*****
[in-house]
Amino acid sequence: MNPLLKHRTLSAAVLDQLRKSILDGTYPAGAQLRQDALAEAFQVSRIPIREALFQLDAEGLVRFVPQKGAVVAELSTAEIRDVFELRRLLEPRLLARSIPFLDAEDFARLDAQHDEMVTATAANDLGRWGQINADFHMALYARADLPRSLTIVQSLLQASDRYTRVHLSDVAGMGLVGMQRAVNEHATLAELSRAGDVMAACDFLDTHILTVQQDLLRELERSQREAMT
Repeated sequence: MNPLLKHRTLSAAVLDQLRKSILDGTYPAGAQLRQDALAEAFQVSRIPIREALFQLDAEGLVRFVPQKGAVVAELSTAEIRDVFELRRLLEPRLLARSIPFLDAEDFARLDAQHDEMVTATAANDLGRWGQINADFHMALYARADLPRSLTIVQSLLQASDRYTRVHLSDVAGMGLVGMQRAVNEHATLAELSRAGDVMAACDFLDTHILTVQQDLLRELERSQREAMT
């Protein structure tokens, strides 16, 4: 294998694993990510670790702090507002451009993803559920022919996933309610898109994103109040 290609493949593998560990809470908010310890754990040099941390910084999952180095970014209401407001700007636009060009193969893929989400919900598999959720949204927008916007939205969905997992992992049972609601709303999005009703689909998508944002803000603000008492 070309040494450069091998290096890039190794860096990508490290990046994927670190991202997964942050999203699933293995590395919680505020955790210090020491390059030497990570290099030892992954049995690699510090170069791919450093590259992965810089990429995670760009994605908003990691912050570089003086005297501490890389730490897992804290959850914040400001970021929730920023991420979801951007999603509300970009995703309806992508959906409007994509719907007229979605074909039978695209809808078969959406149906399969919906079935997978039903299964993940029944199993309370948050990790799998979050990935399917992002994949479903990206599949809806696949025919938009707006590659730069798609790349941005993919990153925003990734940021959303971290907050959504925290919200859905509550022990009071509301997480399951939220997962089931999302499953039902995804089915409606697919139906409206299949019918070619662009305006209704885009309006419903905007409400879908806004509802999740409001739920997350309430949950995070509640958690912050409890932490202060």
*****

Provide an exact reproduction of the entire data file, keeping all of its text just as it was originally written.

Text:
[in-house]
Amino acid sequence: MNPLLKHRTLSAAVLDQLRKSILDGTYPAGAQLRQDALAEAFQVSRIPIREALFQLDAEGLVRFVPQKGAVVAELSTAEIRDVFELRRLLEPRLLARSIPFLDAEDFARLDAQHDEMVTATAANDLGRWGQINADFHMALYARADLPRSLTIVQSLLQASDRYTRVHLSDVAGMGLVGMQRAVNEHATLAELSRAGDVMAACDFLDTHILTVQQDLLRELERSQREAMT
Repeated sequence: MNPLLKHRTLSAAVLDQLRKSILDGTYPAGAQLRQDALAEAFQVSRIPIREALFQLDAEGLVRFVPQKGAVVAELSTAEIRDVFELRRLLEPRLLARSIPFLDAEDFARLDAQHDEMVTATAANDLGRWGQINADFHMALYARADLPRSLTIVQSLLQASDRYTRVHLSDVAGMGLVGMQRAVNEHATLAELSRAGDVMAACDFLDTHILTVQQDLLRELERSQREAMT
């Protein structure tokens, strides 16, 4: 294998694993990510670790702090507002451009993803559920022919996933309610898109994103109040 290609493949593998560990809470908010310890754990040099941390910084999952180095970014209401407001700007636009060009193969893929989400919900598999959720949204927008916007939205969905997992992992049972609601709303999005009703689909998508944002803000603000008492 070309040494450069091998290096890039190794860096990508490290990046994927670190991202997964942050999203699933293995590395919680505020955790210090020491390059030497990570290099030892992954049995690699510090170069791919450093590259992965810089990429995670760009994605908003990691912050570089003086005297501490890389730490897992804290959850914040400001970021929730920023991420979801951007999603509300970009995703309806992508959906409007994509719907007229979605074909039978695209809808078969959406149906399969919906079935997978039903299964993940029944199993309370948050990790799998979050990935399917992002994949479903990206599949809806696949025919938009707006590659730069798609790349941005993919990153925003990734940021959303971290907050959504925290919200859905509550022990009071509301997480399951939220997962089931999302499953039902995804089915409606697919139906409206299949019918070619662009305006209704885009309006419903905007409400879908806004509802999740409001739920997350309430949950995070509640958690912050409890932490202060």